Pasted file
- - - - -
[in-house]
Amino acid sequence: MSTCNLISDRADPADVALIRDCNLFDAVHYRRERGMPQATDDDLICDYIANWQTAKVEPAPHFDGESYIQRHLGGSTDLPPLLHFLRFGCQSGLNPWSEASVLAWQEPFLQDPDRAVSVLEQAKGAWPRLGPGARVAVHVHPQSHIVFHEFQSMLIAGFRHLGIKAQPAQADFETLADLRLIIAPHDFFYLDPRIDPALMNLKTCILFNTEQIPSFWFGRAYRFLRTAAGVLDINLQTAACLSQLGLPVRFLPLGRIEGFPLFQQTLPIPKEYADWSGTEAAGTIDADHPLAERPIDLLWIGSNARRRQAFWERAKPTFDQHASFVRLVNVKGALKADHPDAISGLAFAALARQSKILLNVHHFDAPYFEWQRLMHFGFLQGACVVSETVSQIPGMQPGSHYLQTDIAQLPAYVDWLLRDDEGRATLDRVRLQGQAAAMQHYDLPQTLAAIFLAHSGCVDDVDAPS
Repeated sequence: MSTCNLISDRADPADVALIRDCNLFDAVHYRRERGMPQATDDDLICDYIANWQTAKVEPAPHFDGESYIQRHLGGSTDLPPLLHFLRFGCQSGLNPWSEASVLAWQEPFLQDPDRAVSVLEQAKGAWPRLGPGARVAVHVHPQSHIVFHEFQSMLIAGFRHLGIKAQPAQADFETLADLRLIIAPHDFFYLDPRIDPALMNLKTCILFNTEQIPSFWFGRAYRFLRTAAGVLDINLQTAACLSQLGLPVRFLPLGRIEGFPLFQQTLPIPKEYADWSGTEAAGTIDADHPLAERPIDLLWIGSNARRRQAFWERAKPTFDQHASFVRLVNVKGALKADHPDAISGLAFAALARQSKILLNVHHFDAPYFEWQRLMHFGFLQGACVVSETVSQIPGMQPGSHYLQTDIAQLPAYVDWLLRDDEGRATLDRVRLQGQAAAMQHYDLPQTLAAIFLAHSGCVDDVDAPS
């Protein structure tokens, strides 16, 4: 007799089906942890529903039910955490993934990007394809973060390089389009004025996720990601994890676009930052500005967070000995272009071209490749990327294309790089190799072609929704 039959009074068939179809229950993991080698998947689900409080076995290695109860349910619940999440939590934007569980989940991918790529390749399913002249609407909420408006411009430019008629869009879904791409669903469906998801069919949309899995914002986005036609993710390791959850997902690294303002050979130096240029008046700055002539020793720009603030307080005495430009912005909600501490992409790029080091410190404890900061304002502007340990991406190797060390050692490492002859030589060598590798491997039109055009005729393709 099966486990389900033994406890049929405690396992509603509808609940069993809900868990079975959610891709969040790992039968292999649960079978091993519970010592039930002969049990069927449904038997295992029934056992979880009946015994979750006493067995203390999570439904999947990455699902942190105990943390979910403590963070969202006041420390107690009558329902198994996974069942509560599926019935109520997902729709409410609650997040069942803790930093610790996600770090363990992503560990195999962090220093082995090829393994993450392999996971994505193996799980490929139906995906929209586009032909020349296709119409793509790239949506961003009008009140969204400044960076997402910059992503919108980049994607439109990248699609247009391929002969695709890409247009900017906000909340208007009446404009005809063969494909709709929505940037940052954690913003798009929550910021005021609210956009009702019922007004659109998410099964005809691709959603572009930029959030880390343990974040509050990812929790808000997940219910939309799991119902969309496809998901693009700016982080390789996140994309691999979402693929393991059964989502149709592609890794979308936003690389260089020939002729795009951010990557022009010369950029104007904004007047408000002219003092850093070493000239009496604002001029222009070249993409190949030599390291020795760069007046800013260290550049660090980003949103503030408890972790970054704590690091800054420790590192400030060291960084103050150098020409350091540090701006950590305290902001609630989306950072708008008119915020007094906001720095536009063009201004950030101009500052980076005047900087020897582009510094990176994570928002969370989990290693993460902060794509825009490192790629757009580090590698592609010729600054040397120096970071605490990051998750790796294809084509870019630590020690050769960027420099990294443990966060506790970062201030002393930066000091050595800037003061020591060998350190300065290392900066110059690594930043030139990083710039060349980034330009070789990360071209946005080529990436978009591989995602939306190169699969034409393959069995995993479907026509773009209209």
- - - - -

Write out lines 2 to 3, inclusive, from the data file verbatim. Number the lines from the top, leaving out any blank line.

Amino acid sequence: MSTCNLISDRADPADVALIRDCNLFDAVHYRRERGMPQATDDDLICDYIANWQTAKVEPAPHFDGESYIQRHLGGSTDLPPLLHFLRFGCQSGLNPWSEASVLAWQEPFLQDPDRAVSVLEQAKGAWPRLGPGARVAVHVHPQSHIVFHEFQSMLIAGFRHLGIKAQPAQADFETLADLRLIIAPHDFFYLDPRIDPALMNLKTCILFNTEQIPSFWFGRAYRFLRTAAGVLDINLQTAACLSQLGLPVRFLPLGRIEGFPLFQQTLPIPKEYADWSGTEAAGTIDADHPLAERPIDLLWIGSNARRRQAFWERAKPTFDQHASFVRLVNVKGALKADHPDAISGLAFAALARQSKILLNVHHFDAPYFEWQRLMHFGFLQGACVVSETVSQIPGMQPGSHYLQTDIAQLPAYVDWLLRDDEGRATLDRVRLQGQAAAMQHYDLPQTLAAIFLAHSGCVDDVDAPS
Repeated sequence: MSTCNLISDRADPADVALIRDCNLFDAVHYRRERGMPQATDDDLICDYIANWQTAKVEPAPHFDGESYIQRHLGGSTDLPPLLHFLRFGCQSGLNPWSEASVLAWQEPFLQDPDRAVSVLEQAKGAWPRLGPGARVAVHVHPQSHIVFHEFQSMLIAGFRHLGIKAQPAQADFETLADLRLIIAPHDFFYLDPRIDPALMNLKTCILFNTEQIPSFWFGRAYRFLRTAAGVLDINLQTAACLSQLGLPVRFLPLGRIEGFPLFQQTLPIPKEYADWSGTEAAGTIDADHPLAERPIDLLWIGSNARRRQAFWERAKPTFDQHASFVRLVNVKGALKADHPDAISGLAFAALARQSKILLNVHHFDAPYFEWQRLMHFGFLQGACVVSETVSQIPGMQPGSHYLQTDIAQLPAYVDWLLRDDEGRATLDRVRLQGQAAAMQHYDLPQTLAAIFLAHSGCVDDVDAPS